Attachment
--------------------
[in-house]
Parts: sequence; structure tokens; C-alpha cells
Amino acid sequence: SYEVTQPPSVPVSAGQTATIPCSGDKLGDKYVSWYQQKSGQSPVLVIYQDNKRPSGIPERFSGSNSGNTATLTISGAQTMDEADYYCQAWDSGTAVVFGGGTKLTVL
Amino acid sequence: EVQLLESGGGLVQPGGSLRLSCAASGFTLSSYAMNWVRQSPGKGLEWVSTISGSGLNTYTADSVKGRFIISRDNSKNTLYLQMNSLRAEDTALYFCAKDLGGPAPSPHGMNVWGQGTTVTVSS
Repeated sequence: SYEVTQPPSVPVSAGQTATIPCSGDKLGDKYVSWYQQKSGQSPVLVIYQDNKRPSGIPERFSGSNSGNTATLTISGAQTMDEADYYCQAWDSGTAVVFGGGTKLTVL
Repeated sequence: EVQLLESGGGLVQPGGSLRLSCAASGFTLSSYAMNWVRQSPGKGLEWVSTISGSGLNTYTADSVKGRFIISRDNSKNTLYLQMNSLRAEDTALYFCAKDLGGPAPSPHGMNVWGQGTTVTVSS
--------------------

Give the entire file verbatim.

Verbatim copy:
[in-house]
Parts: sequence; structure tokens; C-alpha cells
Amino acid sequence: SYEVTQPPSVPVSAGQTATIPCSGDKLGDKYVSWYQQKSGQSPVLVIYQDNKRPSGIPERFSGSNSGNTATLTISGAQTMDEADYYCQAWDSGTAVVFGGGTKLTVL
Amino acid sequence: EVQLLESGGGLVQPGGSLRLSCAASGFTLSSYAMNWVRQSPGKGLEWVSTISGSGLNTYTADSVKGRFIISRDNSKNTLYLQMNSLRAEDTALYFCAKDLGGPAPSPHGMNVWGQGTTVTVSS
Repeated sequence: SYEVTQPPSVPVSAGQTATIPCSGDKLGDKYVSWYQQKSGQSPVLVIYQDNKRPSGIPERFSGSNSGNTATLTISGAQTMDEADYYCQAWDSGTAVVFGGGTKLTVL
Repeated sequence: EVQLLESGGGLVQPGGSLRLSCAASGFTLSSYAMNWVRQSPGKGLEWVSTISGSGLNTYTADSVKGRFIISRDNSKNTLYLQMNSLRAEDTALYFCAKDLGGPAPSPHGMNVWGQGTTVTVSS